By Ty Pimienta, reporting intern
Reed senior defensive tackle Nick Gregg is a big man.
Standing two inches above six feet, and weighing five pounds shy of 300, opposing offensive lineman would vouch for that.
And he’s been that way for a long time. In seventh and eighth grade, Gregg weighed 190 pounds when he first started playing football.
Now he’s continuing a tradition of Reed linemen continuing their careers at Nevada.
“There’s a lot of good guys in the program,” Gregg said. “My freshman year, there was three guys that they all play up at UNR. They are starting now and it was kind of an inspiration actually not so much of a barrier as to be like those guys, and get to the next level.”
There are two main reasons why Gregg chose to play for the Wolf Pack.
“I always thought that it would be pretty nice to stay home and play football,” Gregg said.
“But other than that, it’s the coaches over there: Coach Bradeson, Coach Polian, Coach Teerlinck … They’re all great guys. Coach Thomas, they’re just tremendous guys, they made me feel at home and they’ve really welcomed me into the program.”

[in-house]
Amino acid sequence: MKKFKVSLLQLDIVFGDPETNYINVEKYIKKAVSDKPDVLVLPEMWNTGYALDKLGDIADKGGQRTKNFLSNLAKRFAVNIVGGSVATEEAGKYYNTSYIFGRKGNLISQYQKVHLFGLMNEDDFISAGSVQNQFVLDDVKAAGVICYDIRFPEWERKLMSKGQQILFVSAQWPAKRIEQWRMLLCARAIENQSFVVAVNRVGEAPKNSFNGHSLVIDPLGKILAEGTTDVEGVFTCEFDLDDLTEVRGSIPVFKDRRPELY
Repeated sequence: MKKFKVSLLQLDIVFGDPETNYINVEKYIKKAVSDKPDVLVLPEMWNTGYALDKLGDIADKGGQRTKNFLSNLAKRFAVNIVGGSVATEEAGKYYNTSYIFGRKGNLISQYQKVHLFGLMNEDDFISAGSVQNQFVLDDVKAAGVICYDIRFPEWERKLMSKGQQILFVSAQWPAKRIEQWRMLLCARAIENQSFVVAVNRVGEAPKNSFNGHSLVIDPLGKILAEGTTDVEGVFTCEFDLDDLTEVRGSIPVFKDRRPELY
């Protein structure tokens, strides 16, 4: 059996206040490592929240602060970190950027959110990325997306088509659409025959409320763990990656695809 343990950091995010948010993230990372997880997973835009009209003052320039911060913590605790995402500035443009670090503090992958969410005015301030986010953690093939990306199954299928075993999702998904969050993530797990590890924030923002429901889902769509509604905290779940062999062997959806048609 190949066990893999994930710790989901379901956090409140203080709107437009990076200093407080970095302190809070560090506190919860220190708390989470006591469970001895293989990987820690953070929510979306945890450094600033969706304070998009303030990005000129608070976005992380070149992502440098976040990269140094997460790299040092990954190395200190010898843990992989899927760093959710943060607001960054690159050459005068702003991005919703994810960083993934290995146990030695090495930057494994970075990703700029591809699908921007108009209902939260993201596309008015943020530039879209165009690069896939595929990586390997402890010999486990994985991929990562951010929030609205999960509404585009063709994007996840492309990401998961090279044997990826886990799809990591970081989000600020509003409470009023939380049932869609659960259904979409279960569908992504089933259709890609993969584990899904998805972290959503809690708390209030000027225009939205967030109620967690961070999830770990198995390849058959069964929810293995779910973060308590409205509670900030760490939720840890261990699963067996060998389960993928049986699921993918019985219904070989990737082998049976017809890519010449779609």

In his his time as a lineman at Reed, Gregg has learned many things that has helped shape him as a player.
“I learned how to defeat blocks, take on blocks, how to fight adversity and how to be humble when you’re winning and how to take a loss like a man,” Gregg said.
Nick Gregg’s mentality as a defensive lineman is to be there for his team in every way possible.
In tight end Parker Houston’s eyes, Gregg is one of the hardest working players on the team.
“I’ve only known Nick Gregg for four years,” Houston said. “But man, over these four years he’s become one of my best friends. He’s a great kid and I know he works hard on and off the field.”
In his final season as a Raider, Gregg recorded 62 tackles (13 of which went for a loss) and a team-high eight sacks, staggering numbers for a defensive tackle.
Nick’s work ethic is Reed’s is assistant coach Jack Buice’s favorite quality.
“Nick’s pretty blessed physically,” Buice said. “But he works as hard as anybody, you know, that I’ve ever coached in our program.”
“So between the weight room and the track, and the practice field, that guy he sets the tone, you know, with his work ethic and his effort level all the time. So that’s kind of what I’d say sets him apart.”
“Going back and reviewing the film, and really seeing how well he was able to not just hold his own, but, beat guys and make plays in that game was kind of an eye opener.”
Last year, Gregg had 90 tackles and seven sacks, and was named the DI North’s Defensive Player of the Year.